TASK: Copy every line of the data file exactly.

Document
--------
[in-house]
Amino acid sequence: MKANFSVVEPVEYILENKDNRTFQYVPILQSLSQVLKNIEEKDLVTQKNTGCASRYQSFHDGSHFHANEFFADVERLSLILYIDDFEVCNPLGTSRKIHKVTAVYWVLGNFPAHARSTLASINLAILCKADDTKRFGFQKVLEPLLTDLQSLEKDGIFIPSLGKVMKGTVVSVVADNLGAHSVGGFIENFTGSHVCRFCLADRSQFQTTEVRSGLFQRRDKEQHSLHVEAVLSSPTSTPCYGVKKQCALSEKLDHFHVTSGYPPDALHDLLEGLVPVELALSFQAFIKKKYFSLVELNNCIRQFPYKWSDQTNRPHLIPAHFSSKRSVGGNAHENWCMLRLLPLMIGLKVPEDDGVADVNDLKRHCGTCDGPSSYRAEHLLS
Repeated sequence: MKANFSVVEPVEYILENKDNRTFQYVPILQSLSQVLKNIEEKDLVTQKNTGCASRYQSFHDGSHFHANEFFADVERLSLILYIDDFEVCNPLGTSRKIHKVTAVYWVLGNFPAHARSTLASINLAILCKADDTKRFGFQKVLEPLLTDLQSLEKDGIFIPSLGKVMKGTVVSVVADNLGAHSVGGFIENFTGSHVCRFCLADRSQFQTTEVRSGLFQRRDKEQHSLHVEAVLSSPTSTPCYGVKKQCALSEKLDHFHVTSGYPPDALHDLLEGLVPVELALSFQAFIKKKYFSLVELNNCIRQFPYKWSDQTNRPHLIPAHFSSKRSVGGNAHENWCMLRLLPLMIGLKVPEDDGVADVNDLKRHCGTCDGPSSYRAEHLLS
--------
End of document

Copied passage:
[in-house]
Amino acid sequence: MKANFSVVEPVEYILENKDNRTFQYVPILQSLSQVLKNIEEKDLVTQKNTGCASRYQSFHDGSHFHANEFFADVERLSLILYIDDFEVCNPLGTSRKIHKVTAVYWVLGNFPAHARSTLASINLAILCKADDTKRFGFQKVLEPLLTDLQSLEKDGIFIPSLGKVMKGTVVSVVADNLGAHSVGGFIENFTGSHVCRFCLADRSQFQTTEVRSGLFQRRDKEQHSLHVEAVLSSPTSTPCYGVKKQCALSEKLDHFHVTSGYPPDALHDLLEGLVPVELALSFQAFIKKKYFSLVELNNCIRQFPYKWSDQTNRPHLIPAHFSSKRSVGGNAHENWCMLRLLPLMIGLKVPEDDGVADVNDLKRHCGTCDGPSSYRAEHLLS
Repeated sequence: MKANFSVVEPVEYILENKDNRTFQYVPILQSLSQVLKNIEEKDLVTQKNTGCASRYQSFHDGSHFHANEFFADVERLSLILYIDDFEVCNPLGTSRKIHKVTAVYWVLGNFPAHARSTLASINLAILCKADDTKRFGFQKVLEPLLTDLQSLEKDGIFIPSLGKVMKGTVVSVVADNLGAHSVGGFIENFTGSHVCRFCLADRSQFQTTEVRSGLFQRRDKEQHSLHVEAVLSSPTSTPCYGVKKQCALSEKLDHFHVTSGYPPDALHDLLEGLVPVELALSFQAFIKKKYFSLVELNNCIRQFPYKWSDQTNRPHLIPAHFSSKRSVGGNAHENWCMLRLLPLMIGLKVPEDDGVADVNDLKRHCGTCDGPSSYRAEHLLS